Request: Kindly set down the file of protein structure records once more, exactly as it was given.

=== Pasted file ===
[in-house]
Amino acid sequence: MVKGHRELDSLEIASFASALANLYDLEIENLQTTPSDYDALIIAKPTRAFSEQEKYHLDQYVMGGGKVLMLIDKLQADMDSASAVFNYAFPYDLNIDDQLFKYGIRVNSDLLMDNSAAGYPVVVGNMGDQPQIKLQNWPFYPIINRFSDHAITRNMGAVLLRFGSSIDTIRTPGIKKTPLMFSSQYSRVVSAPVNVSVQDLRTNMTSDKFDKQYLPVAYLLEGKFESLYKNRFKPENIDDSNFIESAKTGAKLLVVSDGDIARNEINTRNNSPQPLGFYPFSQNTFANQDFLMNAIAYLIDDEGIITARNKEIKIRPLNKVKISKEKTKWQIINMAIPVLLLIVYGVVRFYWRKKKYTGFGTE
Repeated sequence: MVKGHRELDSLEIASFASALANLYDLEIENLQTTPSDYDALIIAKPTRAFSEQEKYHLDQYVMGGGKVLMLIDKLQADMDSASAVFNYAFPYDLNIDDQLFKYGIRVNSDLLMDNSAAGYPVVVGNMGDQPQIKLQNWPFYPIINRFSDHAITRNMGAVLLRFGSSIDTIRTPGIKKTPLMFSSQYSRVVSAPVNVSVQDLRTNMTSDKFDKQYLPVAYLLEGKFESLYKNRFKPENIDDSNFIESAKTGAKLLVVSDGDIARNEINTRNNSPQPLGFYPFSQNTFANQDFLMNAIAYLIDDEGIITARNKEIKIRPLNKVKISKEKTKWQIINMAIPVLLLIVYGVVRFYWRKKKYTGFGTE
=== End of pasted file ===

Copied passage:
[in-house]
Amino acid sequence: MVKGHRELDSLEIASFASALANLYDLEIENLQTTPSDYDALIIAKPTRAFSEQEKYHLDQYVMGGGKVLMLIDKLQADMDSASAVFNYAFPYDLNIDDQLFKYGIRVNSDLLMDNSAAGYPVVVGNMGDQPQIKLQNWPFYPIINRFSDHAITRNMGAVLLRFGSSIDTIRTPGIKKTPLMFSSQYSRVVSAPVNVSVQDLRTNMTSDKFDKQYLPVAYLLEGKFESLYKNRFKPENIDDSNFIESAKTGAKLLVVSDGDIARNEINTRNNSPQPLGFYPFSQNTFANQDFLMNAIAYLIDDEGIITARNKEIKIRPLNKVKISKEKTKWQIINMAIPVLLLIVYGVVRFYWRKKKYTGFGTE
Repeated sequence: MVKGHRELDSLEIASFASALANLYDLEIENLQTTPSDYDALIIAKPTRAFSEQEKYHLDQYVMGGGKVLMLIDKLQADMDSASAVFNYAFPYDLNIDDQLFKYGIRVNSDLLMDNSAAGYPVVVGNMGDQPQIKLQNWPFYPIINRFSDHAITRNMGAVLLRFGSSIDTIRTPGIKKTPLMFSSQYSRVVSAPVNVSVQDLRTNMTSDKFDKQYLPVAYLLEGKFESLYKNRFKPENIDDSNFIESAKTGAKLLVVSDGDIARNEINTRNNSPQPLGFYPFSQNTFANQDFLMNAIAYLIDDEGIITARNKEIKIRPLNKVKISKEKTKWQIINMAIPVLLLIVYGVVRFYWRKKKYTGFGTE